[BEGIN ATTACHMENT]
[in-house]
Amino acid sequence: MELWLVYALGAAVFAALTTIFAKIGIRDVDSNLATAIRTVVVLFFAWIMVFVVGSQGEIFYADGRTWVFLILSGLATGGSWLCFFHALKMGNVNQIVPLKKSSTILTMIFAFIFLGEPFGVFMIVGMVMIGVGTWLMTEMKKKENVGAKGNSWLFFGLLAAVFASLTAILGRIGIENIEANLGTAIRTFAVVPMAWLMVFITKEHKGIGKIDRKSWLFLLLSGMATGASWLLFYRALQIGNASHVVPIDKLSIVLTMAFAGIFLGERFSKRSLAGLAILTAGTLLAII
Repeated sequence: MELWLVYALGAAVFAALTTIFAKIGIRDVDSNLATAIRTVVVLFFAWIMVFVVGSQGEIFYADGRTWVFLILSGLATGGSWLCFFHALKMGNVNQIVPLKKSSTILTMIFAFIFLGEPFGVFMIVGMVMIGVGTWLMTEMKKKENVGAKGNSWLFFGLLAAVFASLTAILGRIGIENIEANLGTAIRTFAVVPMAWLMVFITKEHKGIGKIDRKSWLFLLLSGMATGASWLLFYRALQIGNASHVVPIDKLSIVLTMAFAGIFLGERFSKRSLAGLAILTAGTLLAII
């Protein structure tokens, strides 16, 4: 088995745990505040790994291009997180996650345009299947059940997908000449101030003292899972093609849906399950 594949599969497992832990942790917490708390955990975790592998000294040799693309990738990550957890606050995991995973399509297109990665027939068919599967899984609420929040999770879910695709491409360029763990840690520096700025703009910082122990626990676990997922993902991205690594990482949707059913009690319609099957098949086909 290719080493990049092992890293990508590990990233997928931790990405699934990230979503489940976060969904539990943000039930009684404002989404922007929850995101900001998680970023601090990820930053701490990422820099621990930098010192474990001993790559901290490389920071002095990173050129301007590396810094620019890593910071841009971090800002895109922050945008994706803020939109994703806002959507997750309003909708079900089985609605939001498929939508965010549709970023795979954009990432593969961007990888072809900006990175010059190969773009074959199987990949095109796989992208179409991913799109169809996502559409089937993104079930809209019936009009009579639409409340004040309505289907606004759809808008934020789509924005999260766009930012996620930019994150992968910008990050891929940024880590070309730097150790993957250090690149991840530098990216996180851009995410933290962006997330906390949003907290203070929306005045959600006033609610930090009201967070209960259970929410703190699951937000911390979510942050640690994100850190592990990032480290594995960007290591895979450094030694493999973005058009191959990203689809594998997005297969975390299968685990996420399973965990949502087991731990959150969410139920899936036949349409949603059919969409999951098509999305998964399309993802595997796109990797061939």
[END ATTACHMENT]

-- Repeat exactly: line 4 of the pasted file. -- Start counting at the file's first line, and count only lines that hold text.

């Protein structure tokens, strides 16, 4: 088995745990505040790994291009997180996650345009299947059940997908000449101030003292899972093609849906399950 594949599969497992832990942790917490708390955990975790592998000294040799693309990738990550957890606050995991995973399509297109990665027939068919599967899984609420929040999770879910695709491409360029763990840690520096700025703009910082122990626990676990997922993902991205690594990482949707059913009690319609099957098949086909 290719080493990049092992890293990508590990990233997928931790990405699934990230979503489940976060969904539990943000039930009684404002989404922007929850995101900001998680970023601090990820930053701490990422820099621990930098010192474990001993790559901290490389920071002095990173050129301007590396810094620019890593910071841009971090800002895109922050945008994706803020939109994703806002959507997750309003909708079900089985609605939001498929939508965010549709970023795979954009990432593969961007990888072809900006990175010059190969773009074959199987990949095109796989992208179409991913799109169809996502559409089937993104079930809209019936009009009579639409409340004040309505289907606004759809808008934020789509924005999260766009930012996620930019994150992968910008990050891929940024880590070309730097150790993957250090690149991840530098990216996180851009995410933290962006997330906390949003907290203070929306005045959600006033609610930090009201967070209960259970929410703190699951937000911390979510942050640690994100850190592990990032480290594995960007290591895979450094030694493999973005058009191959990203689809594998997005297969975390299968685990996420399973965990949502087991731990959150969410139920899936036949349409949603059919969409999951098509999305998964399309993802595997796109990797061939």